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San Francisco teachers miss out on vaccinations over access code issue

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SAN FRANCISCO, Calif. (KRON) – Not a single educator at San Francisco Unified School District was vaccinated Tuesday at the city’s Moscone center, according to city leaders.

They say the problem’s rooted at the state level where Governor Gavin Newsom gave unique access codes to school districts for vaccination appointments set aside for teachers.

However, none were given to SFUSD because it still has no clear reopening plan.

KRON4 is told that no access codes were given because the school district doesn’t have a clear reopening plan, as it’s still in negotiations with the teacher’s union.

“And just when you thought reopening in San Francisco couldn’t get any more difficult, the governor just made it that much more difficult,” Hillary Ronen said.

San Francisco Supervisor Hillary Ronen was furious after learning no public school teachers were vaccinated at the Moscone center on Tuesday.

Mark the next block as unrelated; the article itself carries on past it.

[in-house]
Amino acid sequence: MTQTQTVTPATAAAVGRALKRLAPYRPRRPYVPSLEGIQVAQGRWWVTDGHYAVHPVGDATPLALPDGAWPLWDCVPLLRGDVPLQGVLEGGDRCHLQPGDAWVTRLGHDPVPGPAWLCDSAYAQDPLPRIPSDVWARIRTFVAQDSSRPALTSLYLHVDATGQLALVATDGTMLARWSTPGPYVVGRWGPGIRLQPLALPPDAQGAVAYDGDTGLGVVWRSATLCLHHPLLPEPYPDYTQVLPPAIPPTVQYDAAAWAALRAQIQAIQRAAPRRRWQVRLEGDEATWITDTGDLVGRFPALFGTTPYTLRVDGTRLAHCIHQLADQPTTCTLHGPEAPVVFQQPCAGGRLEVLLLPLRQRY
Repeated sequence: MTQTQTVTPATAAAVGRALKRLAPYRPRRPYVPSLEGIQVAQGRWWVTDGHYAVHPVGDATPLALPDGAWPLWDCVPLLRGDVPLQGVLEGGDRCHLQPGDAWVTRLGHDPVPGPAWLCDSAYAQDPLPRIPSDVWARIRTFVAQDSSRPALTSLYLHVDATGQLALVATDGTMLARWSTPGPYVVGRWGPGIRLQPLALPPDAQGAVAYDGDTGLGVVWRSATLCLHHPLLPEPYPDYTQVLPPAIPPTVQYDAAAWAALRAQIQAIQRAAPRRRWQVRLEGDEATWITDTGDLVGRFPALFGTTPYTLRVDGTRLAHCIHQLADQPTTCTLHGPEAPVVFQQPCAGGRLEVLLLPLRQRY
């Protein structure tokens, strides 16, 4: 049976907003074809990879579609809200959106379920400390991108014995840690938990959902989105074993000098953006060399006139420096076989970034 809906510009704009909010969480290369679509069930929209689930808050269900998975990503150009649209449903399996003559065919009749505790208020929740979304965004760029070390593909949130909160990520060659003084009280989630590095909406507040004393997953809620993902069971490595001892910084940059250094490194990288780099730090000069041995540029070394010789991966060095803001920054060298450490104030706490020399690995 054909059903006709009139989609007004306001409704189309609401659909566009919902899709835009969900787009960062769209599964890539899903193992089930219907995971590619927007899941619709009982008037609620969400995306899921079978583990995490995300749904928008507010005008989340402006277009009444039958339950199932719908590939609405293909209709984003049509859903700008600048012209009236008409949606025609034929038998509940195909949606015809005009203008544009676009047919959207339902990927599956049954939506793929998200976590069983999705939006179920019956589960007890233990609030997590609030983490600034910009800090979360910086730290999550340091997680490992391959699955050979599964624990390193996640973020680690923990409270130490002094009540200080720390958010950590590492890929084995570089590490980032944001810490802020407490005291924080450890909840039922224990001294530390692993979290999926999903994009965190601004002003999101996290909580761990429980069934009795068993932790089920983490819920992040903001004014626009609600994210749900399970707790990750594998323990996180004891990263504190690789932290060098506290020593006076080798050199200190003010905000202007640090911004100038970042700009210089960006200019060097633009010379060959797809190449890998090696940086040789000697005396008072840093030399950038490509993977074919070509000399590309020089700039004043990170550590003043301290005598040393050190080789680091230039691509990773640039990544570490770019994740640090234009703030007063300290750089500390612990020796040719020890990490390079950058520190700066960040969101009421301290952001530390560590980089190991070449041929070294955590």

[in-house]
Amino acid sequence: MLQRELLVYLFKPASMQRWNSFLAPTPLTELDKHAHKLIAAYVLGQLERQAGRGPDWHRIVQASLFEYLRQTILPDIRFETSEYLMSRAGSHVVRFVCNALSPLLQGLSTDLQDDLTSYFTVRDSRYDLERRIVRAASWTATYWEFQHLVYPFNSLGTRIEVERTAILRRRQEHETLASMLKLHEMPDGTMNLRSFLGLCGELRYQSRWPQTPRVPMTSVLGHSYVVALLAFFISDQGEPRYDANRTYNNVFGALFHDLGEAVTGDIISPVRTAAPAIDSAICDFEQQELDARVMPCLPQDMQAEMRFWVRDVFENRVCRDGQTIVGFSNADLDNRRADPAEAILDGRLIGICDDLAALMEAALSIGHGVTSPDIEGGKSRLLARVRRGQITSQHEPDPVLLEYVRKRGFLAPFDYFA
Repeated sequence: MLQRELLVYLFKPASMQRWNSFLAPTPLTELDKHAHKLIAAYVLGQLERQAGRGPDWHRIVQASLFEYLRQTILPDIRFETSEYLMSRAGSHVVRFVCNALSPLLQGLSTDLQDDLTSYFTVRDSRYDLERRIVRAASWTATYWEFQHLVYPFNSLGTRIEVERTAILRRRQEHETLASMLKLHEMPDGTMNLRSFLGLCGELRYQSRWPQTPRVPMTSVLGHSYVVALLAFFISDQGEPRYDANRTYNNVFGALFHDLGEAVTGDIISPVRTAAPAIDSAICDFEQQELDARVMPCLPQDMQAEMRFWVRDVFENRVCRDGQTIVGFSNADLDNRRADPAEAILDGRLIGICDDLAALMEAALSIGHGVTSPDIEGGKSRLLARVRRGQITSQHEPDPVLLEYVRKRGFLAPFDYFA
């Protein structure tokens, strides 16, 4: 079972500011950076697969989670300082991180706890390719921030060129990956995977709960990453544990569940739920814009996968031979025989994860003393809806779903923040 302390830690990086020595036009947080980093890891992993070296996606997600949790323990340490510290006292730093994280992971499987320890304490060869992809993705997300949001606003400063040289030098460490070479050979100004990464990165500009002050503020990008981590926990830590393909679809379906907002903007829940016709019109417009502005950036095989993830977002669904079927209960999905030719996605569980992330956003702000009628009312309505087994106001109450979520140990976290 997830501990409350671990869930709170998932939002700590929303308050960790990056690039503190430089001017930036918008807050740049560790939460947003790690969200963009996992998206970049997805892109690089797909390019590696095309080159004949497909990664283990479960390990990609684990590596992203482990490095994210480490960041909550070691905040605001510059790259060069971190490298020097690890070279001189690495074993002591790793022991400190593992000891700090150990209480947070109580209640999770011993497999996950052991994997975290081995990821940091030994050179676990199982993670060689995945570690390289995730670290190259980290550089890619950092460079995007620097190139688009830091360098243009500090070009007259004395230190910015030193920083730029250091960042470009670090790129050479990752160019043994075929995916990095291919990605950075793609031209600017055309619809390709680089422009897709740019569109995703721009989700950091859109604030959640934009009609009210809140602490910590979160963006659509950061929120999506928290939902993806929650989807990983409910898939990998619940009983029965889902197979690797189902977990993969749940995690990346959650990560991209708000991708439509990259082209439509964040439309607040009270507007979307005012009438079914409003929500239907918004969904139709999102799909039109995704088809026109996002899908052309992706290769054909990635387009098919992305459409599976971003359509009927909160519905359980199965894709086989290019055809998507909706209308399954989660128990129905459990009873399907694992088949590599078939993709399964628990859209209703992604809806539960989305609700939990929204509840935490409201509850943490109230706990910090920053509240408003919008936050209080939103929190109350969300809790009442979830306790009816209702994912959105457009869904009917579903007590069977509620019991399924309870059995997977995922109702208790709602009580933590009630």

The city’s mass vaccination site has the capacity to offer 10,000 shots per day, but supply issues have limited them to up to 4,000 shots per day.

With limited supply across the state and an emphasis to get students back into the classrooms, Governor Gavin Newsom started setting aside 10% of vaccines for teachers on Monday.

However, there’s a catch to which teachers get the vaccine.

“The governor, because he required whoever gets this vaccine to have a reopening plan within 21 days, did not give San Francisco, I should say the San Francisco Unified School District, a single code. These are now personalized codes to give to educators to go get the vaccine. That means here in San Francisco at our largest vaccination center, not a single educator was vaccinated today,” Ronen said.

The codes are given by the state to the school district.

Ronen says she’s only aware of this happening at Moscone Center, but losing a day of vaccinations here will likely prolong the reopening of SFUSD schools.

“We are in San Francisco in a very heated, very difficult negotiation between the district and the union to get schools reopened and the union of course wants educators to be vaccinated,” Ronen said.

In response to pushback, Ronen says the governor is now going to give those codes directly to the city instead of going through the education system.

“The city will then be able to give those codes to the first 2,000 educators that we imagine are coming back in the six schools that have been ok’d by the department of public health to reopen,” Ronen said.

KRON4 has reached out to the school district and teacher’s union but have not heard back yet on this issue.

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